Editor David Heinz makes his feature directorial debut with the affable music movie “American Folk,” which he also wrote. The film follows two musicians making their way cross-country from Los Angeles to New York after their flight is grounded in the wake of the 9/11 attacks.
Films that use the 2001 attacks as a framing device can often feel phony — exploiting a tragedy as a plot contrivance — but “American Folk” capably sidesteps that, with a willingness to honestly explore the collective emotional state in the days after the events, filtered through the lens of folk music.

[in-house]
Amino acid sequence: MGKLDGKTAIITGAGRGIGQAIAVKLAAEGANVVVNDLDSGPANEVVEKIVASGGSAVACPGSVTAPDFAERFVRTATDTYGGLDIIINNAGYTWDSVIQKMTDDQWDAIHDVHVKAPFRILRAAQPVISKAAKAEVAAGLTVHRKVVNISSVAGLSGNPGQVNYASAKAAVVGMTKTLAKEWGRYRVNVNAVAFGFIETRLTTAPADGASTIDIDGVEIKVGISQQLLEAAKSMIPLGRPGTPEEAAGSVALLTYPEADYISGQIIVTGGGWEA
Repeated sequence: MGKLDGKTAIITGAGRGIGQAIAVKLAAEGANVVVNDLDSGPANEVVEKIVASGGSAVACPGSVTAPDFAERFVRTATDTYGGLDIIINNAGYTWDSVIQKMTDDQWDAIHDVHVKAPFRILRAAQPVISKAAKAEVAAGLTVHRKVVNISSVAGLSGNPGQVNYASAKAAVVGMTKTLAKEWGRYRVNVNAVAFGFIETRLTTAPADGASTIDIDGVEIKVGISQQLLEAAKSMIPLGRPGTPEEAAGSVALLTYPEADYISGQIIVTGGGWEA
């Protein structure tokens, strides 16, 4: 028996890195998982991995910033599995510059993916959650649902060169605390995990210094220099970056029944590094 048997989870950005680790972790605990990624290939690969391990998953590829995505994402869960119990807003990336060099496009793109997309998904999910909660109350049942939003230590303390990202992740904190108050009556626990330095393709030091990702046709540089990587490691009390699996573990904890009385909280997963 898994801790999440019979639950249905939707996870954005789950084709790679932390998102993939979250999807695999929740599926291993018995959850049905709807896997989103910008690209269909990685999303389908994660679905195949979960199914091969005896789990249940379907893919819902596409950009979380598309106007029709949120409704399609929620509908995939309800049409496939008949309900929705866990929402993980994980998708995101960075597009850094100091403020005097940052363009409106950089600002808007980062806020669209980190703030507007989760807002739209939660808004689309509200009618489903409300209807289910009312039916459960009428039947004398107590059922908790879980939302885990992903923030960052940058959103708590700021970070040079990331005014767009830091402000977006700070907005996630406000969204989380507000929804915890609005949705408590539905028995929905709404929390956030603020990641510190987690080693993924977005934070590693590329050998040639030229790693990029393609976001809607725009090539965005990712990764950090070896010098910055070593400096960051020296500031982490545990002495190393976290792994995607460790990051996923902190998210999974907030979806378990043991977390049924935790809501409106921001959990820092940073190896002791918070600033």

Heinz cast folk musicians Amber Rubarth and Joe Purdy as Joni and Elliott, a couple of strangers who find themselves thrown together by circumstance. When their flight is canceled, they hop into a questionable van to make the trip. Along the way, they encounter memorable characters and their life stories, discover an ability to harmonize beautifully, and decide that their mission during these special few days is to “bring back the folk.”
The terrorist attack is a constant presence in their journey, a thrum of anxiety: cable news on a bar TV, a phone call that doesn’t go through, the newly loaded meaning of novelty American flag sunglasses. It shapes the story but doesn’t define it — the characters do. The songs are lovely, and the first-time actors give performances that grow warmer as the film progresses, and their characters release, relax and find a groove, if only for this moment in time.
Rated: PG for thematic elements and language
Running time: 1 hour, 39 minutes
Playing: Laemmle Music Hall, Beverly Hills